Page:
While Instagram and other smartphone photo effects spread as much as other software manipulations, the magazine known for its wonderful photos National Geographic doesn’t want these tricks. The editors published their professional expectations to be met by photos submitted by readers.
As digital photography becomes more popular the digital alterations of the photos become more common as well. These interventions however need to be set boundaries to be able to call the images photos instead of becoming graphics or rather paintings surrounding us everywhere.
In press photography there are strict rules for developing photos, and many have lost their jobs and reputation for breaking these rules. This time National Geographic Magazine published its guidelines (nyomán pedig a PetaPixel, és más oldalak is), hogy utat mutassanak a képeiket lelkesedésből, talán némi hírnév reményében (ingyen) beküldő olvasóknak, akik képeivel a lap weboldalának Your Shot rovatát töltik meg.
A message from the Director of Photography of National Geographic:
I encourage you to submit photographs that are real. The world is already full of visual artifice, and we aren’t running Your Shot to add to it. We want to see the world through your eyes, not the tools of PhotoShop.
Please do not digitally enhance or alter your photographs (beyond the basics needed to achieve realistic color balance and sharpness). If you have digitally added or removed anything, please don’t submit the shot. We look at every photo to see if it’s authentic, and if we find that yours is in any way deceptive, we’ll disqualify it.
DODGING AND BURNING: Dodging (to brighten shadows) or burning (to darken highlights) is OK, but it should be minimal. Do not overdo it. Your goal in using digital darkroom techniques should be only to adjust the dynamic tonal range of an image so that it more closely resembles what you saw. And don’t oversaturate the color.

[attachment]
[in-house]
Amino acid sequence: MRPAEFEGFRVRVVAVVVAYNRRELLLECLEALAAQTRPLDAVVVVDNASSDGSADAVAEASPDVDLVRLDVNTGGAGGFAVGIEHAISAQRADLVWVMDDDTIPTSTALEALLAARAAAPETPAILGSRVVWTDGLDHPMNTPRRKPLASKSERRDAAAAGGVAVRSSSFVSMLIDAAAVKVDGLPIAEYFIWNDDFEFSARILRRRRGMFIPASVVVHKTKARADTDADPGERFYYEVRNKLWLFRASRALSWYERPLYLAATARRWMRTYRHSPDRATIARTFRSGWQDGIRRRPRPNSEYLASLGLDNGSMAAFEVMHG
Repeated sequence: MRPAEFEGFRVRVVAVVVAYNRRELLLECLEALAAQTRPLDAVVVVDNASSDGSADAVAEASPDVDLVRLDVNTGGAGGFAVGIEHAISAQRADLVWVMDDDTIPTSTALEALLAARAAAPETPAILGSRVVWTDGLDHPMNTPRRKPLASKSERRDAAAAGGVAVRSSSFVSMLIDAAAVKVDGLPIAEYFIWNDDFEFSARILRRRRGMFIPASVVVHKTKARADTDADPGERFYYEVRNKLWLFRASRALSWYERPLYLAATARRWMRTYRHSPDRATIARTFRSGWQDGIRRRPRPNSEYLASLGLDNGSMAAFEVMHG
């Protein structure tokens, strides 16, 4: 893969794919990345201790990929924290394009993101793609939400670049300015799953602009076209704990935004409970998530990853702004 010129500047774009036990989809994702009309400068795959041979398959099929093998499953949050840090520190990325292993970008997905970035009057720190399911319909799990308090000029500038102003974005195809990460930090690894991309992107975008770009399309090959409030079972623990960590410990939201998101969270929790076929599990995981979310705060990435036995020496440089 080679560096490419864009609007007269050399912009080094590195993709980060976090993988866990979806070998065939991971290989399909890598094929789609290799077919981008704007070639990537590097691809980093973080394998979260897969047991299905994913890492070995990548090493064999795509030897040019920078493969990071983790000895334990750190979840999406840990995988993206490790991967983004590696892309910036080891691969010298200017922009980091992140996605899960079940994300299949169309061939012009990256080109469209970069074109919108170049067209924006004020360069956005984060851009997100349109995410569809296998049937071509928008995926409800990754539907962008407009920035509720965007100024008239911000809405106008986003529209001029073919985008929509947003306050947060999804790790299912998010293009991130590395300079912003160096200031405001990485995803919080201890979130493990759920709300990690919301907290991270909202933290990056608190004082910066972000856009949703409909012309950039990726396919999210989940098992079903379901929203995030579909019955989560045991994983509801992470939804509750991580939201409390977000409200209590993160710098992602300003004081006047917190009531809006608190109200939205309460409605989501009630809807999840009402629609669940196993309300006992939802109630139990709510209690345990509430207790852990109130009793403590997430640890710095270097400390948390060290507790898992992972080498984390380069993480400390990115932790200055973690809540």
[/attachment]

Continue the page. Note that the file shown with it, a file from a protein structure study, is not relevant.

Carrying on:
SOLARIZATION, MEZZOTINT, DUOTONE, ETC.: No. If you use one of the myriad alteration “filters” available in your digital photo software, please stop.
BLACK-AND-WHITE IMAGES: OK.
HAND-TINTED IMAGES: OK, but only if you’re experienced in this art.
CROPPING: OK, if it makes the photo better.
STITCHED PANORAMAS: OK, but only if the segments were all made within the same time frame. We don’t want panoramas with sections made at significantly different times. Do not change focal length when you create a stitched image. Do not stretch the meaning of panorama to include elements that weren’t in the scene as you saw it. If your entry is a stitched image, please indicate this in the caption. (A stitched panorama is created from multiple images, each taking in a different angle of view from the same position, then combined using digital techniques. It results in a wider view than can be achieved with most wide-angle lenses.)
FISH-EYE LENSES: OK, but enter at your own risk – editors tend to dislike such optical gimmicks.
HIGH DYNAMIC RANGE IMAGES (HDRI): OK, but like panoramas, only if the combined parts are made at about the same time. We don’t want final images where the foreground was shot at noon and the sky at sunset. If your entry is an HDR image, please indicate this in the caption. (An HDRI image is created from multiple images of exactly the same scene, made rapidly but at different exposures, then combined using digital darkroom techniques. The final image, when done successfully, allows one exposure for shadows to be combined with another for highlights to produce a final image that has a greater dynamic range than is possible with a single exposure.)
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